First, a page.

Likins: Most Apaches don't mind Mt. Graham desecration
Accusations that the university is flagrantly trampling over Apache religious grounds on Mount Graham are unfounded, UA officials yesterday.
Wednesday night, a labor union leader and parliament members from Italy spoke out against the construction of University of Arizona telescopes on Mount Graham, saying development of the area is desecrating an Apache holy site.
But UA President Peter Likins said the issue is not so cut-and-dry as protesters describe it, adding that some American Indians don't mind the intrusion.
"Not all Apaches agree on the issues," Likins said.
Apache leader Raleigh Thompson said Wednesday that UA officials never contacted his people about the telescope project, and members of the Student Environmental Action Coalition claim Likins has failed to meet with offended San Carlos reservation Apaches.
Still, Likins said yesterday that in his many conversations with Apache people, hardly anyone has expressed concern about the telescope site.
"Probably most Apaches are too concerned with other issues to worry about this," he said, adding that he scheduled one meeting to discuss the Mount Graham issue, but the Apaches canceled.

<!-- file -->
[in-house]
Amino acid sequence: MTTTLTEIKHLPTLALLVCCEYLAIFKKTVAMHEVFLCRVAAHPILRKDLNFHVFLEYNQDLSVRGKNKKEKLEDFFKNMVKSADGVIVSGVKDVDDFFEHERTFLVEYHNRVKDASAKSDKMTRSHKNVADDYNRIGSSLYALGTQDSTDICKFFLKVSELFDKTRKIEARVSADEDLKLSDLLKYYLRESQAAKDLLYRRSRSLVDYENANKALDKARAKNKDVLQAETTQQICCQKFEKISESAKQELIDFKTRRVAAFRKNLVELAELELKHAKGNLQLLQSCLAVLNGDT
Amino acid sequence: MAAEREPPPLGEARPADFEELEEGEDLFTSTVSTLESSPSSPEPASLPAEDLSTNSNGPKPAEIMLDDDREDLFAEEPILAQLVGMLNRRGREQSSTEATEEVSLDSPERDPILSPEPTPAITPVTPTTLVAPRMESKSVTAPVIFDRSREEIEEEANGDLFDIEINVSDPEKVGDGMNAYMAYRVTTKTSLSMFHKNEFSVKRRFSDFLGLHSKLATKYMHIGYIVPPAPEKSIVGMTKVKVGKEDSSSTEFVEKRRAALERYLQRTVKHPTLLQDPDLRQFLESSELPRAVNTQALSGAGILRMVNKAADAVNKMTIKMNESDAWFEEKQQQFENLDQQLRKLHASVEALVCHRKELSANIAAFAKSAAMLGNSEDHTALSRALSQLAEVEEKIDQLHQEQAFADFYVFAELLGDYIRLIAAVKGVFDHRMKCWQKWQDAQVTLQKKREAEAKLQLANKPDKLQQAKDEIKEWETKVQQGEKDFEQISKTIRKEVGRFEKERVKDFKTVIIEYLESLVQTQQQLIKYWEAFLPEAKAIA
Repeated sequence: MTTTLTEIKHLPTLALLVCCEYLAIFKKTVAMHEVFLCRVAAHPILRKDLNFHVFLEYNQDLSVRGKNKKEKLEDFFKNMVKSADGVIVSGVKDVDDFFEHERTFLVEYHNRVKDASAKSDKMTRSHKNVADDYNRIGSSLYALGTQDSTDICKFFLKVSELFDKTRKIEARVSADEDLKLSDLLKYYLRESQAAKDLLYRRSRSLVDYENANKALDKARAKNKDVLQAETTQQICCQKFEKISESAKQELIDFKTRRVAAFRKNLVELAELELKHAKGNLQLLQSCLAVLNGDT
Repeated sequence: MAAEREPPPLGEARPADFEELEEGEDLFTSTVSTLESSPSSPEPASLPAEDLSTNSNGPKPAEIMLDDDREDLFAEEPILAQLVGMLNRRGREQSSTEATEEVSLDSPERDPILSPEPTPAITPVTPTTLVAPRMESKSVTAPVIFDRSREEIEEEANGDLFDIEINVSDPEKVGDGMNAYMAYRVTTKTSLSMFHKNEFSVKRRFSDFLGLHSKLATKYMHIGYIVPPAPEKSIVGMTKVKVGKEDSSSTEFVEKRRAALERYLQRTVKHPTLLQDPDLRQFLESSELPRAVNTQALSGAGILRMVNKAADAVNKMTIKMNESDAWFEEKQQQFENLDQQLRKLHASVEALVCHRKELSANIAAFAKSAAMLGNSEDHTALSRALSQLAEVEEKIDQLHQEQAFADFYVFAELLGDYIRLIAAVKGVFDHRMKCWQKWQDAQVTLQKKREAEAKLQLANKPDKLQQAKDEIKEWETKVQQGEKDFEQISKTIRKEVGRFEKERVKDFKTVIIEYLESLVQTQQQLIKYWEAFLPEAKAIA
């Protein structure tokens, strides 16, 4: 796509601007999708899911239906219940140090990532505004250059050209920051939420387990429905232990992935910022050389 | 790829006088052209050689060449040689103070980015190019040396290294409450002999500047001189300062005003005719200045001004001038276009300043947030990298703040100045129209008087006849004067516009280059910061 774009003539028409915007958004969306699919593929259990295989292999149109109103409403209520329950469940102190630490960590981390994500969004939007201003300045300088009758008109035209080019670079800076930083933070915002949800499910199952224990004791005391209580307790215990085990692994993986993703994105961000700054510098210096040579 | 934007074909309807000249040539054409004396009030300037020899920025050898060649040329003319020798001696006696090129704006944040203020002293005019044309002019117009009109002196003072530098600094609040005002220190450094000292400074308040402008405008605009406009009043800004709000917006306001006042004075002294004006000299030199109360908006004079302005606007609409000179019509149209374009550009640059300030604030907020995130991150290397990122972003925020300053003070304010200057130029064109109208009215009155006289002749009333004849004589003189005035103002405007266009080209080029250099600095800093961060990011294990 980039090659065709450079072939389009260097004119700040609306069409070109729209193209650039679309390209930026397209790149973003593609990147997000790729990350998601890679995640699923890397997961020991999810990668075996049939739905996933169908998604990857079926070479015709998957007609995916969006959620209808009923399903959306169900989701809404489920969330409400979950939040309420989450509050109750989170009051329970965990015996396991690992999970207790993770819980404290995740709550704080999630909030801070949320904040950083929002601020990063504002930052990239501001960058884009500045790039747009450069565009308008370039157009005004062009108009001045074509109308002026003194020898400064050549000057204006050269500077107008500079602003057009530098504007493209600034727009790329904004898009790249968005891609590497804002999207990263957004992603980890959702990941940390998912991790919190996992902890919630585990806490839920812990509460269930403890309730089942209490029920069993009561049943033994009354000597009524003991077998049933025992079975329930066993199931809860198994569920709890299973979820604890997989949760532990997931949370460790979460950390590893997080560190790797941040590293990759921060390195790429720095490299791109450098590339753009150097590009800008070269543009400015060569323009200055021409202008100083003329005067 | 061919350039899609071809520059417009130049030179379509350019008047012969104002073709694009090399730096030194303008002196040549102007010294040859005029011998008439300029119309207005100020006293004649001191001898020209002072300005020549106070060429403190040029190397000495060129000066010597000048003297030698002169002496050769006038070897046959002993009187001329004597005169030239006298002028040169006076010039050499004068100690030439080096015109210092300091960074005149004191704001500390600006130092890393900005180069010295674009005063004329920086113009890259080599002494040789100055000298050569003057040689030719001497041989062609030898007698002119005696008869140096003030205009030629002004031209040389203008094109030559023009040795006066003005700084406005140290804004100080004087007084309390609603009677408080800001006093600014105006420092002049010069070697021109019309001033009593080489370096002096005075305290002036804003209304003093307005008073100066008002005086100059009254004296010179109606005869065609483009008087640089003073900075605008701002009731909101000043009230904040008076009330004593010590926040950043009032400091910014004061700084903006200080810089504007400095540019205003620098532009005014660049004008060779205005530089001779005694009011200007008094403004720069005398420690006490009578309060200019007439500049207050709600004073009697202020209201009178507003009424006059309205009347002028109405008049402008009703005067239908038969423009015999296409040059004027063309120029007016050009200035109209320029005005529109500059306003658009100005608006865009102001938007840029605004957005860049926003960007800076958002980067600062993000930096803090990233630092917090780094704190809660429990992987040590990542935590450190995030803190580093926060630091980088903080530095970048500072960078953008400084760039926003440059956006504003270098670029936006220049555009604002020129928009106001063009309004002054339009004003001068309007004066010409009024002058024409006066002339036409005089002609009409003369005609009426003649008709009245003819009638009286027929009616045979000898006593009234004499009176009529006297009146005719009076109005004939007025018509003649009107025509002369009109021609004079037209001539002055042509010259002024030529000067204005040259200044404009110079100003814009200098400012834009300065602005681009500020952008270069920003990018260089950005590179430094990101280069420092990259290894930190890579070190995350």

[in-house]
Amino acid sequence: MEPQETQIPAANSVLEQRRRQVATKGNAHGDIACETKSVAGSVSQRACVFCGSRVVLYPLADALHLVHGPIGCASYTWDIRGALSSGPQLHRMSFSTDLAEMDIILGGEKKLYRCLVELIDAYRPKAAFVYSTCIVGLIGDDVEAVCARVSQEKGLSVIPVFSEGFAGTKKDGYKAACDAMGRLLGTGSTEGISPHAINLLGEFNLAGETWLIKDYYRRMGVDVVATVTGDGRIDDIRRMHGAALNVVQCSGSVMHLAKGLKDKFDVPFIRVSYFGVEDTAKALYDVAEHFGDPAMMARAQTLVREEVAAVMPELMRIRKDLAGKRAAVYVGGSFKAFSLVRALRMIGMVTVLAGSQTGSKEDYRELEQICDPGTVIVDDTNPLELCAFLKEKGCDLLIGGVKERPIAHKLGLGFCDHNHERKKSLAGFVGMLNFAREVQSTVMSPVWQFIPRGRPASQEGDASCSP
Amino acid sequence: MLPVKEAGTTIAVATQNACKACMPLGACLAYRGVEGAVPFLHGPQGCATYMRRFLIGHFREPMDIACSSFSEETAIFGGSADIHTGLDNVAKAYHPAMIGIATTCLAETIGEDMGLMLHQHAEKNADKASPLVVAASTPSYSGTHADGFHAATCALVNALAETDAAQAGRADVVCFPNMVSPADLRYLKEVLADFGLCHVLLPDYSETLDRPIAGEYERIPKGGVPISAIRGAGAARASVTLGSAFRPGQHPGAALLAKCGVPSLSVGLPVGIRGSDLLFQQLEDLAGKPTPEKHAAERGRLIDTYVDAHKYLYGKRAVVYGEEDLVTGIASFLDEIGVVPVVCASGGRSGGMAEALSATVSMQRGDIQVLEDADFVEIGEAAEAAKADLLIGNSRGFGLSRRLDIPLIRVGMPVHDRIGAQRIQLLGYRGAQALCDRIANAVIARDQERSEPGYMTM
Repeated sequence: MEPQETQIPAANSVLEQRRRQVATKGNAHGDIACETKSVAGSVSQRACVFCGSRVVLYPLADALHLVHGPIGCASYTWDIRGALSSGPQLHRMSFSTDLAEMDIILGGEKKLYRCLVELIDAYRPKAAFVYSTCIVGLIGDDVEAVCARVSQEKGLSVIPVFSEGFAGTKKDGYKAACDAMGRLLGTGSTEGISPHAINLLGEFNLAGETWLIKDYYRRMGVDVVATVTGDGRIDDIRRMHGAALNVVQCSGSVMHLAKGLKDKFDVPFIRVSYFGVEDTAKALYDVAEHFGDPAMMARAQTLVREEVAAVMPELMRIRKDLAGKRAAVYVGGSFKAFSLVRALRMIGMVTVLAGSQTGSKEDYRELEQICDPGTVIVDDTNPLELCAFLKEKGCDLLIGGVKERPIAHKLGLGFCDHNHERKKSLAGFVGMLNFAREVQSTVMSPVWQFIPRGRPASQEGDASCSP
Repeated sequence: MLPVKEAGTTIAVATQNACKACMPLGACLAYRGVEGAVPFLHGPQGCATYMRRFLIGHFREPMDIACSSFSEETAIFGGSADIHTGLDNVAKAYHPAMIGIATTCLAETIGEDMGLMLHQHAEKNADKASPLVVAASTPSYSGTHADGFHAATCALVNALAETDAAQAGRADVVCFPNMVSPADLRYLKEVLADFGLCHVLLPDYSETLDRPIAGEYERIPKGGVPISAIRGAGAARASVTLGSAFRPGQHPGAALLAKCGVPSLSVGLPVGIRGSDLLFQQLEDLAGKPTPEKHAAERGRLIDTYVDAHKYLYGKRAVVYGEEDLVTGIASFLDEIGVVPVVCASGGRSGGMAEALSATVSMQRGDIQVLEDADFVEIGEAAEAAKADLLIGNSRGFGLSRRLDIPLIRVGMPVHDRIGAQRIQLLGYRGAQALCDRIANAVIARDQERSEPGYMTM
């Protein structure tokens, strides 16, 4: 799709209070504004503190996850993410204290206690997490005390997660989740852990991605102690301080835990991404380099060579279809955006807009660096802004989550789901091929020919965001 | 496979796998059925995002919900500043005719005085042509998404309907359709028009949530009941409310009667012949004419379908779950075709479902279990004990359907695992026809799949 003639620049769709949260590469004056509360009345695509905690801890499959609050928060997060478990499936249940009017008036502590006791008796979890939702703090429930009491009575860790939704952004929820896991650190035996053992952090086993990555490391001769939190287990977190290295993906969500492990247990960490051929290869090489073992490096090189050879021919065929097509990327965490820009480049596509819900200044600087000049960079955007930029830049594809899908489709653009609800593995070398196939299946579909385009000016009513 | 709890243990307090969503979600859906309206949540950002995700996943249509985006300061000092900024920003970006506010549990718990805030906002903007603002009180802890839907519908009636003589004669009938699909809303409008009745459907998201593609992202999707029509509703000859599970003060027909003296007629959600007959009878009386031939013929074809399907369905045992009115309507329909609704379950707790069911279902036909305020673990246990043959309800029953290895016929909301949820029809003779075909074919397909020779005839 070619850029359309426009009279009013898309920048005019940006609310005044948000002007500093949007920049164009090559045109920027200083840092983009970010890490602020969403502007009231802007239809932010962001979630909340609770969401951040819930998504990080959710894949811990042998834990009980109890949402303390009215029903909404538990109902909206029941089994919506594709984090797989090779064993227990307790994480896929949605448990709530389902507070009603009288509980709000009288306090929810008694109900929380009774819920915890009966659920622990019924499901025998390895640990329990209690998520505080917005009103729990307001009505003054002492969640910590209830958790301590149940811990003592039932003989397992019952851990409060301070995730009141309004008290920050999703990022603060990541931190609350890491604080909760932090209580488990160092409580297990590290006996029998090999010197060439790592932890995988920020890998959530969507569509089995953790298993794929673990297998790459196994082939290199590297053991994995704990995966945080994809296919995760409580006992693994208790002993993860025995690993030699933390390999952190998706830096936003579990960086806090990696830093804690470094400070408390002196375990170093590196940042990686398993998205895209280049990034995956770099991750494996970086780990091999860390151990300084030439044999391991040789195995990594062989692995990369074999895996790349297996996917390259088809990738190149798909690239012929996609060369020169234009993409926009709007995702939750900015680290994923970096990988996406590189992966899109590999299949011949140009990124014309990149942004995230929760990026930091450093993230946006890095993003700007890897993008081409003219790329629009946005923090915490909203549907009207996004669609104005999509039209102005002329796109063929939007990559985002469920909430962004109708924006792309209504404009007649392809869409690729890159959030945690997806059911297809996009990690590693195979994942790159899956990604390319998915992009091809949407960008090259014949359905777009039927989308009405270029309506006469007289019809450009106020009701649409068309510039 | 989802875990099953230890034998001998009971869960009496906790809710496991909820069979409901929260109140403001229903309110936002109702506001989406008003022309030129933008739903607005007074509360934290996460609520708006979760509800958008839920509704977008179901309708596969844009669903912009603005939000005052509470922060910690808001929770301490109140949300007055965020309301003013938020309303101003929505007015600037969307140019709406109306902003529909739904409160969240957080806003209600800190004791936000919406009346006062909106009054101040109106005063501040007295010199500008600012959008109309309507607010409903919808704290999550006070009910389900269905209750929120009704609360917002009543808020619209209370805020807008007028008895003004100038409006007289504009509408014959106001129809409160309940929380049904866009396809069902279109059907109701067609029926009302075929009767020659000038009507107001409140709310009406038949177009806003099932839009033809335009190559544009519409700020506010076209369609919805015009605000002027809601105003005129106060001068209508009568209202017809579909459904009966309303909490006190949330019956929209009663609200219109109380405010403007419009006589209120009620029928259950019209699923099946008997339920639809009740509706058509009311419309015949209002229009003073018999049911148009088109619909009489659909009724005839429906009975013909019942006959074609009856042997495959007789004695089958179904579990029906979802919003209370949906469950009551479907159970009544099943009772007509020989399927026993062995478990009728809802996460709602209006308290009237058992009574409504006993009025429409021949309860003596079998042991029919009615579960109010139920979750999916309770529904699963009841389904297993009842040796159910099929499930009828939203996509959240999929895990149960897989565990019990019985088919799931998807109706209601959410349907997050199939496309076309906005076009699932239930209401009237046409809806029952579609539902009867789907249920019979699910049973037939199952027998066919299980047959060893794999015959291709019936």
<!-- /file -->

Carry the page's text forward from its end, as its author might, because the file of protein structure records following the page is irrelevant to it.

The Italian leaders traveled to Arizona this week to attend a forum sponsored by SEAC Wednesday, in which they blasted UA administrators for building on land the Apaches claim has historically been considered sacred.
Workers for the Sindacato di Base labor union make parts in Italy for the UA's Large Binocular Telescope. A third of the union members have gone on strike to protest the Mount Graham construction.
But the Italian protesters are in the minority, Likins said.
Astronomy department head Peter Strittmatter pointed to long-standing good relations between the Apaches and the university. He said some American Indians are so unconcerned about Mount Graham that they are employed at the telescope site.
Strittmatter was dubious about the Italian motivation in coming to Arizona.
"I think they mainly came over to make TV shots," he said. "I am surprised that if they did want to gather information that they did not talk to us."
Strittmatter said he extended an invitation to the Italian delegation to discuss the telescope project, but they declined to speak with him.
Sarah Spivack can be reached via e-mail at Sarah.Spivack@wildcat.arizona.edu.